I love finding places like this

Rolling through Sheyenne last weekend, I spotted this beautiful building. I’m just old enough to remember when one could get tubes to repair older TVs and shops like this had plenty of business. It’s a whole new world now; when my garage TV went *pop* and malfunctioned, all I had to do was order a $30 circuit board, replace the one with the blown transistor, and I was in business. Sadly, that meant the end of most TV repair shops, but I guess that’s progress. Doesn’t seem like it when we see shops boarded up, but time marches on…

School’s out…forever

I hope you read that title in Alice Cooper’s voice. I was going through some photos from 2022 recently, looking for a selfie I took in a Blackhawk helicopter, when I came across this one. I don’t believe I’d posted it before! By the way, this was an iPhone photo…not something I typically do on this blog. But the cameras in those things are getting so darn good – especially on my 15 Pro.

I actually came across the GPS waypoint for this little school, nestled in the far northwestern corner of our state, a day or two ago while looking for something else as well. I guess it was destined to get my attention!

I remember the moment I took this photo. First, it was drizzling. Second, I was near the intersection of the borders with both Montana and Canada. In fact, I believe my phone was roaming just like I was! I got one of those “you’re now in Canada” roaming messages on it. And third, it was a fantastic find. I even noted that in my map when I marked the waypoint for it. I’m glad I had the chance to post it!

One of my favorite Fallen Farms

I spotted this gem of a barn on the way back from a speech competition in northwestern North Dakota. My boy had performed quite well, so it was a Proud Dad moment. My eyes are always scanning while driving, a trait which has kept me alive through many years of motorcycling and motorcycle racing, and naturally that translates well to my photography hobby. Well, an inattentive eye would have missed this scene. Thankfully, being alert paid off: I pulled over, grabbed my gear from the trunk, bolted to the best vantage point, and got the shot.

On the road again

I actually got to roam a little bit this weekend, and I had some incredibly fortunate timing when it comes to the fog. I caught the perfect window which allowed me to fly my drone safely and legally, and the fog which remained gave the perfect diffusion to the harsh winter sun, eliminating those pesky late-year shadows.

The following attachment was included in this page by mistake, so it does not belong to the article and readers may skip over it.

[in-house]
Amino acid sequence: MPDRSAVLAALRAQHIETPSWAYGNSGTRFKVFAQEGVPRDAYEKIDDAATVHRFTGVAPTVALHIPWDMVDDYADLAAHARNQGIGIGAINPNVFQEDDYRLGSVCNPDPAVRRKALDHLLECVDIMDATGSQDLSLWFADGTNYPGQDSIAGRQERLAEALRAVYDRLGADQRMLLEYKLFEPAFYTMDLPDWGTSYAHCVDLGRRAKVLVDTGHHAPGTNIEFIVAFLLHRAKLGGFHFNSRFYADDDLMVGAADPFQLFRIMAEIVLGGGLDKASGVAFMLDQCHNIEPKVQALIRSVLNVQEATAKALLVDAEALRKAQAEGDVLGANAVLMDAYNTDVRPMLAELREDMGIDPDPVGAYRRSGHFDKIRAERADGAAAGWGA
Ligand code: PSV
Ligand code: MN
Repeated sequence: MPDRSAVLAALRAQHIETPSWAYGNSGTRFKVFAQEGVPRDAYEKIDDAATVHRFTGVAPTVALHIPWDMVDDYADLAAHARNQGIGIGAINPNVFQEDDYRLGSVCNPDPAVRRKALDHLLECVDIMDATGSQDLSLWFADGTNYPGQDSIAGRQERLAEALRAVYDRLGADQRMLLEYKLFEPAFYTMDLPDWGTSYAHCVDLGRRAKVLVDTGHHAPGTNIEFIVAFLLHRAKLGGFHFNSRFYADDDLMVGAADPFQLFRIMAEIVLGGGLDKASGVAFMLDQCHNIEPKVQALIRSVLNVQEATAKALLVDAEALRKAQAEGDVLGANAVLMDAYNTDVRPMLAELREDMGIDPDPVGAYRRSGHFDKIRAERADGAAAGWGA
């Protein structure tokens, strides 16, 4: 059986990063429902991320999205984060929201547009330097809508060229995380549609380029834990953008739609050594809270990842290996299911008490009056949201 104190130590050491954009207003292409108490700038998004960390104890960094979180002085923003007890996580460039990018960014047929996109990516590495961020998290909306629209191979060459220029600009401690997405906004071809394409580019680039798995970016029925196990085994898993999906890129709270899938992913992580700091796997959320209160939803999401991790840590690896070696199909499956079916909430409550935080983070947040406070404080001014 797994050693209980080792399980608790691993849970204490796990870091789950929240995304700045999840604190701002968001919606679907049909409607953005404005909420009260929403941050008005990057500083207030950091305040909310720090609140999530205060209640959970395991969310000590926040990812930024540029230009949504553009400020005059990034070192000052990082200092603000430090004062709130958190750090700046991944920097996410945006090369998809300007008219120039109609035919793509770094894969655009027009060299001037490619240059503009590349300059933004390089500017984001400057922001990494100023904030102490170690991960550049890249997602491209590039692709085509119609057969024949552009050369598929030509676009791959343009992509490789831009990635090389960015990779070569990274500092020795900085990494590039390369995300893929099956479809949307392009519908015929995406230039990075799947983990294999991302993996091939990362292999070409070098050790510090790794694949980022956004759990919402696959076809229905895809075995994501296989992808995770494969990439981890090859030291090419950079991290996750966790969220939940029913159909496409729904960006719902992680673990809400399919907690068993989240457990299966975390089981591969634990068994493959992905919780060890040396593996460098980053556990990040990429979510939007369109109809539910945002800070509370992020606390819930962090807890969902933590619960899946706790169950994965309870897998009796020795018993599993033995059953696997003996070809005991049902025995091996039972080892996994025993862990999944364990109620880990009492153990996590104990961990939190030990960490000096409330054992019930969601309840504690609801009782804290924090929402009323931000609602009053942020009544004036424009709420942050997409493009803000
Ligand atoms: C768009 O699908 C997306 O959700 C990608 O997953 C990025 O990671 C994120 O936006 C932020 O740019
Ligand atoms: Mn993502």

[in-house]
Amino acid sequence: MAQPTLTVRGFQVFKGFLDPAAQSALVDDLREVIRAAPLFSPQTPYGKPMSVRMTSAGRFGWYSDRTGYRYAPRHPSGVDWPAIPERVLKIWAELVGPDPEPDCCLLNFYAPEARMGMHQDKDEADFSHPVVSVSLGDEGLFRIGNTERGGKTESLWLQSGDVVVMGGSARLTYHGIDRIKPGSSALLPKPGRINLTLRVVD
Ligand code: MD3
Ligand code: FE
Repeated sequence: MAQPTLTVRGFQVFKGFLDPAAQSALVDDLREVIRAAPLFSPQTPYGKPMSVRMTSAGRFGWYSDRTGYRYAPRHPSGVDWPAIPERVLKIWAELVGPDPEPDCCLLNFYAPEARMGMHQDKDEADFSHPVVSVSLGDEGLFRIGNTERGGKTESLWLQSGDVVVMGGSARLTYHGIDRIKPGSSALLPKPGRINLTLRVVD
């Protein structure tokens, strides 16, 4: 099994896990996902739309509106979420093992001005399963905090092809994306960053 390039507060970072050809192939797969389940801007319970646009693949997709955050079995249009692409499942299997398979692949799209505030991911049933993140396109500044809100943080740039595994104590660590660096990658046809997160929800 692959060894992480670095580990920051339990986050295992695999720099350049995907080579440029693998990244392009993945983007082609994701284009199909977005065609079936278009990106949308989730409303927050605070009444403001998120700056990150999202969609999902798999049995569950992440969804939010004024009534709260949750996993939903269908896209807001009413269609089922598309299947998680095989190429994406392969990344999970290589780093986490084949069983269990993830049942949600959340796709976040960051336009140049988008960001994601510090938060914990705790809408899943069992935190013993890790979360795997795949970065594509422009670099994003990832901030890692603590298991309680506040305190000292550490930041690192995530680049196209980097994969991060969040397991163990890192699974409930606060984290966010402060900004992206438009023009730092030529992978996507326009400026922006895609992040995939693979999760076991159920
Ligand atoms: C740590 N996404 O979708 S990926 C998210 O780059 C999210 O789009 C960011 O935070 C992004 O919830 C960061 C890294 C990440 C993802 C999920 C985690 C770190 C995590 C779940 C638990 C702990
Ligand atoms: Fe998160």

This was a targeted trip, but it came with several bonuses. One of them is this old Union Pacific rail car! The others…well, they’re waiting to be processed. We’ll see what time allows.

Wayward wagon

I was venturing down a rural highway in northeastern North Dakota when I spotted this old wagon on a hill overlooking the road. I actually had to keep moving, as I had a deadline to meet up at Icelandic State Park, but I punched a quick marker in my Garmin in case I ever came this way again. Not likely, I thought. But then…

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My new favorite autumn spot: Tetrault Overlook

I’ll come right out and say it: the single greatest hindrance to my photography hobby is gas money. More directly, the lack of gas money is an enormous obstacle. So when I got the chance to head to the Pembina Gorge area with my sweetie, I jumped all over it. I had some recommendations from friends, and this one turned out to be perfect…

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Hey! In Maddock

One of my favorite road trip activities is to exclaim, “Hay!” whenever we encounter a bunch of hay. Of course, as a city kid I’m not very astute at distinguishing hay from straw, so I had better be careful if I have a farm kid with me. Thankfully I was safe when I saw this beauty while rolling through Maddock a while back.

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Standing tall

Barn? Private elevator? I don’t claim to know, but whatever this old building is, it’s magnificent. I’d taken a wrong turn (don’t *ever* trust Apple Maps) on my way back to the highway, and while I turned around in what appeared to have been a driveway at one time I saw this. I snapped a quick photo from the window of my truck and went back to Google.

For my photography and route planning I use a hiking model GPS – two, actually – with an incredible amount of information on it, including section lines and rural roads. But they have no idea how to navigate them. That’s not their purpose. Besides, the phone apps are so darn good (Google, not Apple) and are continuously updated. So I have GPS for very specific uses, and let the mobile app(s) do the navigating.